Searching for Air

Tony Curtis and his then-wife Janet Leigh made a movie in 1953 called  “Houdini”, what would now be called a bio-pic about the life of Harry Houdini.

(For those too young to remember, Harry Houdini gained fame 100 years ago for seemingly impossible feats of escaping imprisonment. An escapologist who defied the strictures of safes, straightjackets and handcuffs, he was the original David Blaine.)

As a kid, I was horrified by a sequence in the movie in which Houdini was to be securely chained, trussed and locked in a box, and then placed – midwinter – into the Detroit River. The idea was for him to defy the confinement, the water and the ice. The trick went awry when the box went out of control and fell into the river prematurely, forcing him to find air trapped under the ice to survive…after he’d escaped his bonds.

I had lunch yesterday with an acquaintance who was metaphorically searching for air under the ice. A guy in his forties, he’d created a mess in that most ordinary way: he’d lost his attraction to his wife and tomcatted on her.

He didn’t couch it in that way, mind you. The story emerged over a few months, beginning with “we’re having problems”, transitioning to “I’m just not attracted to her any more” and finally “there’s another woman involved”. This is the story played out in many marriages, a story in which the transgressor spends a lot of energy justifying their actions.

+ it’s not my fault

+ he/she’s put on weight

+ I don’t love her any more

The seeds of this shallow response to life are sown way beforehand. I know this guy, and no-one ever explained to him that when  you choose a woman, marry her, and then have two children with her, your priorities shift away from your own desires to the responsibility of raising those children.

Did I mention they have two children under age 8?

Until those urchins are 18, his attraction to her is peripheral: that changed the instant she conceived.

So he’s been tossed out of the marital house and his life is tilting towards the extremely messy, hence the gasping for air metaphor. Of infinitely more importance is that hose kids will be maturing without the benefit of a father’s male energy to balance their mother’s and the consequent model of a sound marriage to emulate in their own lives.

We keep finding ways to make the same mistakes in the same way.

What is coupling success? Podcast #67

First SightFailure is a state we all recognize as an uncomfortable, vaguely distasteful, sigh-inducing and ultimately inevitable piece of life’s puzzle.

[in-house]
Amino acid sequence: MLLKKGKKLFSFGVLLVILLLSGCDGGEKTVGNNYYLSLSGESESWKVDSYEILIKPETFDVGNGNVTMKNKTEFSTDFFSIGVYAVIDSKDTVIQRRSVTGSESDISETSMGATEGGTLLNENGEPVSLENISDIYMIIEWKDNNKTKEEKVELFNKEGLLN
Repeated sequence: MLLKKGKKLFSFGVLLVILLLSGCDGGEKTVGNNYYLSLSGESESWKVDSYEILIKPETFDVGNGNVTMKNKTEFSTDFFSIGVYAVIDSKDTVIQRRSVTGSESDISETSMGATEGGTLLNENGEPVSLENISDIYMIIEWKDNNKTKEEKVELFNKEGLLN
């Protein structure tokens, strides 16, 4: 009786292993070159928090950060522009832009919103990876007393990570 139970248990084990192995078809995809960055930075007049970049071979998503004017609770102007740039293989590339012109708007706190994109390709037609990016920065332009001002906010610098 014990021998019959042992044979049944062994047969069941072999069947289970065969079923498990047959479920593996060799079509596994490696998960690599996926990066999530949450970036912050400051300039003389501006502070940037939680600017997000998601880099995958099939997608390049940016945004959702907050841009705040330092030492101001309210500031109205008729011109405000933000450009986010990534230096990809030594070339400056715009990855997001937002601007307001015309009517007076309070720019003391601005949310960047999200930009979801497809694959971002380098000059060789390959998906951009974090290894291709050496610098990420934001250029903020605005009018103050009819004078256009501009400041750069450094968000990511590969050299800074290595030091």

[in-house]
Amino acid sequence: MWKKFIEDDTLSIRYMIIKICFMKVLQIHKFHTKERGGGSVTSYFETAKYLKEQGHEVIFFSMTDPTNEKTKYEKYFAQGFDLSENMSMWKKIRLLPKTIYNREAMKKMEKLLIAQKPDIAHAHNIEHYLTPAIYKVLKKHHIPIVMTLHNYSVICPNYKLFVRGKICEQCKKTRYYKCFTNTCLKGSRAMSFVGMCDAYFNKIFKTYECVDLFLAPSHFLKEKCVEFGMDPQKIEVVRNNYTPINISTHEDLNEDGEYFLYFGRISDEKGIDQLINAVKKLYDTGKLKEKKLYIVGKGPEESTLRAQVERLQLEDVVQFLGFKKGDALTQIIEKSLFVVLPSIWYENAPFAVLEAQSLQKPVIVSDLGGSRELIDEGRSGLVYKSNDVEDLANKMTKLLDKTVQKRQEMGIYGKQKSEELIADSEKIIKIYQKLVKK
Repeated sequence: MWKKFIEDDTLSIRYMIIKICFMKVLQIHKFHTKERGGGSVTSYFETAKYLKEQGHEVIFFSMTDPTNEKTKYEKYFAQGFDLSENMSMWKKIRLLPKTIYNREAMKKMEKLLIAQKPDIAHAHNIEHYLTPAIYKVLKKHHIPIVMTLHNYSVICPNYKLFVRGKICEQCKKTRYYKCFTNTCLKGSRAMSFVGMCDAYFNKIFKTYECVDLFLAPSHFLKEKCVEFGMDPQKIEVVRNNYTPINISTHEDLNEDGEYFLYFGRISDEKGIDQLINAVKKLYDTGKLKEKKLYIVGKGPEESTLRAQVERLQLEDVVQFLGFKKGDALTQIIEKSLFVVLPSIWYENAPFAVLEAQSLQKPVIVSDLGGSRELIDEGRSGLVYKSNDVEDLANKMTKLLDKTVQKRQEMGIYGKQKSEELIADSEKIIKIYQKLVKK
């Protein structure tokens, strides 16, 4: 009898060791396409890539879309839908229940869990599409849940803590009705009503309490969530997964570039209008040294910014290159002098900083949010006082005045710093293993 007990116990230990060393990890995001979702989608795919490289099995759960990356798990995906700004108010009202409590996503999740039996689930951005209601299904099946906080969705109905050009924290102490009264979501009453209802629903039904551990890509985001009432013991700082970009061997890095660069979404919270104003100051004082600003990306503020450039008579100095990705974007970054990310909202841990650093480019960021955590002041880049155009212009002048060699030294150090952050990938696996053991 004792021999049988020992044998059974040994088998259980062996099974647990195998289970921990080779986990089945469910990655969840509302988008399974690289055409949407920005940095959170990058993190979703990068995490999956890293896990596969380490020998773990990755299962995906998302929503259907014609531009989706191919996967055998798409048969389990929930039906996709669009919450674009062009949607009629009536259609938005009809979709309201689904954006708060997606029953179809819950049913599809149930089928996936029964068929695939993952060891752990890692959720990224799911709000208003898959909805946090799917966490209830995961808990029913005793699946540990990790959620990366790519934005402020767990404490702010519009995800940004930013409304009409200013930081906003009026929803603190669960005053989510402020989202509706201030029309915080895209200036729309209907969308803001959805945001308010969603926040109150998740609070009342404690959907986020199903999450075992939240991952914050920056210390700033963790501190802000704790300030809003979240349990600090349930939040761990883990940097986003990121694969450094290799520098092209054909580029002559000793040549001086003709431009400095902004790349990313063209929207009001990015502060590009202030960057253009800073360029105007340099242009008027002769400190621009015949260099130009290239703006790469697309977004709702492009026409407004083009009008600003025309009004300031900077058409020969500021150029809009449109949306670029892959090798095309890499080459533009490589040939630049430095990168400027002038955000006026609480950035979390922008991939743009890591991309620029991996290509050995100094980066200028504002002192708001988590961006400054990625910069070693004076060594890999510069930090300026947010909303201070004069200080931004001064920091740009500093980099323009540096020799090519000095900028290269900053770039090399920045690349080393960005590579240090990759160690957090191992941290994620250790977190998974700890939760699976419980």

But what does success look like? Is there an easy standard against which we can measure ourselves, or do we have to collect a bag of nuances to proclaim triumph? Kregg and I talk our way to a successful conclusion.

Marriage

Boldly galloping through the culture – western culture, at least – gaining currency is the idea that marriage is over. Singlehood is now explained as anything from the choice of sophisticates to the best way of finding happiness, thereby making it the default choice of more or less anyone who either can’t be bothered to marry or doesn’t know how.

The jump that this horse always neatly trots around is why it is that we’ve begun to turn our back on marriage; balked at the jump if you like. Proponents of universal singlehood assume that divorce is inevitable for a large number of married people and that this is only likely to worsen. The evidence provided is that divorce rate of anywhere from 40% to 60%, numbers that do not differentiate between first, second or third marriages, age, the presence of children and so on. It’s a big number, so it must be right. Right?

But the true number is irrelevant because it reflects a marital culture based on the behaviour of amateurs. Over sixty years or so, society has created a vision of marriage based on false premises, ideas that best serve advertisers, media and specific political operatives. The false premises include, but are not limited to:

  • marriage can be successful at any age
  • marriage is based on love
  • marriage is based on feelings
  • marriage is the end of the dating process, not the beginning of something
  • marriage is not about getting what you want
  • individual difficulties can be worked out inside marriage
  • initial compatibility can overcome later problems

…and so on.

We are amateurs at marriage because we have the arrogance to think we know what marriage is all about, like it’s a genetically transmitted skill. We give it about as much thought as buying a new car or creating an Instagram account, and oftentimes a whole lot less. Critical thinking almost never pops into our deliberation, and why would it: Love conquers all.

So because they (ie: the abovementioned sponsors) judge marriage based on the decisions and subsequent divorces of shallow-thinking instant gratifiers, the wisdom becomes that remaining single is better.

It’s the same idea as expecting Olympic-quality performances from athletes who train with a tv remote in their hands. Let’s not ditch marriage because the participants are lazy, dopey, poorly advised, misguided, misanthropic, selfish, desperate or easily fooled. We are the problem, not marriage.